Published on October 8th, 2015 | by Patrick Garde0
Worms 4 Review
Team17 are the guys behind one of the most beloved strategy game this side of whatever the Worms actually tend to fight on. Worms 4 was released on the 3rd of September, 2015 on the iOS App Store.
The Worms franchise has been around for many, many years now, and it’s safe to say that the overall formula hasn’t changed much at all. Overall gist of the Worms games are to kill every worm that isn’t on your team, using whatever means you may have access to.
Gameplay will have you navigating a generated battle-field for your combatants (worms) to navigate, to murder any and all worms that don’t represent the same colour as you. To do so, you’ll be given a few basic controls. At first, you have your basic walking: walk left, walk right – simple stuff! Next up, you’ve got your jump, which if you hold the button you can leap almost vertically to reach platforms you may not be able to get to with just a regular jump.
Moving on from the boring stuff, we’ve got the weapons; weapons that could burn, blow up, drown, or do whatever else to your opponent, if used correctly. To use a weapon, you must go into the weapons menu and pick one you like. From there, you can charge up the weapon, which will allow you to control just how hard or fast you want to fire, launch or throw something. After all, you don’t always want to lob a grenade over your enemies head!
It should come as no surprise that Worms 4 hasn’t differentiated from the original Worms formula in any way at all, although, it does try to do a few things to make the iPhone game a little different here and there when it comes to the main campaign.
First off is a mission type, which has you collecting crates while a timer ticks down, instead of mindlessly killing members of your own species. Generally, the game will give you access to a mobility based tool, like a jetpack to allow you to get to the crates just that little bit easier. With each crate you collect, a new one will spawn, unless you’ve collected the last one or the timer has run out. Collect them all and you can progress. Let the timer run out completely, however, and you’ll fail the mission and will be made to do it again to advance.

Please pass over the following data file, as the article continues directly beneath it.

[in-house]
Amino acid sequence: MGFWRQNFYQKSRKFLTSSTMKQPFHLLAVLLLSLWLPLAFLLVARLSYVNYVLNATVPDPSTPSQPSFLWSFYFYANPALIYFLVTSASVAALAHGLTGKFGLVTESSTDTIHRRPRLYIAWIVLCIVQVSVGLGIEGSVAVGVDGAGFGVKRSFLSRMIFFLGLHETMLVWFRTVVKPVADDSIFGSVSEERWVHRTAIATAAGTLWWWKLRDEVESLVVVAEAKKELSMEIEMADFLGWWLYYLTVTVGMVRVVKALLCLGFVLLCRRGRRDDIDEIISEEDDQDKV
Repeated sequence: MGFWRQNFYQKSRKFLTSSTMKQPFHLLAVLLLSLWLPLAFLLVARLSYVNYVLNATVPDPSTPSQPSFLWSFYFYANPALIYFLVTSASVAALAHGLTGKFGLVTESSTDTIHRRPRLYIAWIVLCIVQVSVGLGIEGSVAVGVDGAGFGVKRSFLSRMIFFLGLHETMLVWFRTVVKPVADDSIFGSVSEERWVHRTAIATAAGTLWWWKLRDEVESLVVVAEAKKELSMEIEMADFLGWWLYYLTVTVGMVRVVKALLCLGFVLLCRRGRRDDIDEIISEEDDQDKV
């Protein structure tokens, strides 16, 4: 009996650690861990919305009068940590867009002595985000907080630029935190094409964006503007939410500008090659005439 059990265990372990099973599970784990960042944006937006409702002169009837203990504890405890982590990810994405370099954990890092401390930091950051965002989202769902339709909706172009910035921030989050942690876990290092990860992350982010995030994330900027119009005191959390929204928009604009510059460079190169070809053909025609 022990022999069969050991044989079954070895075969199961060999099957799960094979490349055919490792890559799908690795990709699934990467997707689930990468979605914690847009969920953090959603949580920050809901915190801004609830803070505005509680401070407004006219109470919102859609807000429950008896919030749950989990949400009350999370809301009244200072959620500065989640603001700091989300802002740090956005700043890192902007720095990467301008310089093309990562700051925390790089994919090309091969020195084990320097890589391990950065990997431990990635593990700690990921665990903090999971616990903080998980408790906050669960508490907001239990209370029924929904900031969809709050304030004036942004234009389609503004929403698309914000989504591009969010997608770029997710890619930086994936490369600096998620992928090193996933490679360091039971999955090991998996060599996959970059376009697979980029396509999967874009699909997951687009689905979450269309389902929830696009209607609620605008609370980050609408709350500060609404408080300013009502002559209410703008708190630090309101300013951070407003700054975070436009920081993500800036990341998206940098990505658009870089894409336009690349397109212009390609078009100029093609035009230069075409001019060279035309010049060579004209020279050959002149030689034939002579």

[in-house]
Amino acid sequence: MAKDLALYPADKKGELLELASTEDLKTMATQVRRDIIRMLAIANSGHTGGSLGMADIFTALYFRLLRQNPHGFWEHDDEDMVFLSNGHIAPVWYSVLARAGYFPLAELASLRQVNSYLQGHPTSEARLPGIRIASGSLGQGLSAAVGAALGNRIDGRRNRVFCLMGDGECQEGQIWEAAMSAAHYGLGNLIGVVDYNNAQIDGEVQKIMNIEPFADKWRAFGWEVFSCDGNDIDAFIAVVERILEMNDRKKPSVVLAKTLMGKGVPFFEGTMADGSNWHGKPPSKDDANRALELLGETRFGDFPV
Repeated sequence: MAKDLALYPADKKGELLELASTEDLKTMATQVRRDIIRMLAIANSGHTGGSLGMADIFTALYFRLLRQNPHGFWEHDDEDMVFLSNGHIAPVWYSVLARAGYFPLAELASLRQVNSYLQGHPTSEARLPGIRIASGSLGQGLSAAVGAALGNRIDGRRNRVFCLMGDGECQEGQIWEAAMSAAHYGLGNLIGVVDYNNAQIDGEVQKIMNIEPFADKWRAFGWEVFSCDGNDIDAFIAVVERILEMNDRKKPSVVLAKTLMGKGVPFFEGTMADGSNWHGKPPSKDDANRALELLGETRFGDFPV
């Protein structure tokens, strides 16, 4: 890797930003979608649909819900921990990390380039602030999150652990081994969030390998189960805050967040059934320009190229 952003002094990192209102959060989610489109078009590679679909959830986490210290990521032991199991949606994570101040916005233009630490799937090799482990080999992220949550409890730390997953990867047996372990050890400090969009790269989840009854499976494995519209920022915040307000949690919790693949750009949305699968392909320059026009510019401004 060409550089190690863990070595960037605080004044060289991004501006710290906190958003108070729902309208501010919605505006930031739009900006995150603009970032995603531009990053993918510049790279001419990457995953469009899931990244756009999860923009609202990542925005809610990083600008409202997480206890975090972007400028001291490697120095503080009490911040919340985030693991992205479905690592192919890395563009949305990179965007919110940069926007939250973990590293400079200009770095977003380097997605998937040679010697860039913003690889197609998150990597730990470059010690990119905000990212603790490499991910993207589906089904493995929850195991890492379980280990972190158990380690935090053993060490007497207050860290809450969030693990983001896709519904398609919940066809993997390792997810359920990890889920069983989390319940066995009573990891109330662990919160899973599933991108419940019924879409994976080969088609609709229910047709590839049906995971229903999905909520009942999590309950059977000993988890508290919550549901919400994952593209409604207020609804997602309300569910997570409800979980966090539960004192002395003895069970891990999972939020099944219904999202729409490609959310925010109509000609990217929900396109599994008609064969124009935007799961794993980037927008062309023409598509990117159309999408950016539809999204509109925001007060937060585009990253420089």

Secondly, each level in the main campaign will have a set of rules tied to it. For instance, some levels won’t allow you to damage the terrain, regardless of what you use to try and do so. Other levels may have wind, whereas others may not. Mechanics like this try to keep the iPad game a little fresh for the player. In the previous installments, they won’t be throwing anything too complex at you, and will generally stick to the regular rules of the Worms franchise, with destructible terrain.
Thirdly is customization. In-game, you’ll be able to unlock certain items by opening chests. Chests you can unlock once you’ve beaten one of the 80 single-player missions. Open these chests and you can find a number of items: money, hats, voices, and weapon upgrades to name a few. Money can be used to purchase more chests, regardless of whether they are weapon chests, voice chests, or whatever else. Hats and voices are only purely visual, which just add to make your team of Worms a little more unique for each member. Then you have weapon upgrades which each individual worm is allowed to have a couple of. These upgrades allow for your weapons to have that little extra power behind every shot, giving you the option to mix and match for your perfect team composition and strategy.
Lastly is something unique to the franchise, in the shape of Factions. When you originally load up the iPhone game, you’ll be given the option to choose between two factions: one’s red and one is blue. Once you’ve decided on the faction you would like to represent you will be shown the daily challenges. You see, every day you’re given three challenges to complete in a 24 hour period. Between the two factions is a game of tug-of-war, and by completing these challenges you’ll be helping your faction. If your faction manages to win the daily tug-of-war, everyone in that faction gains some nice rewards for being a part of the winning team.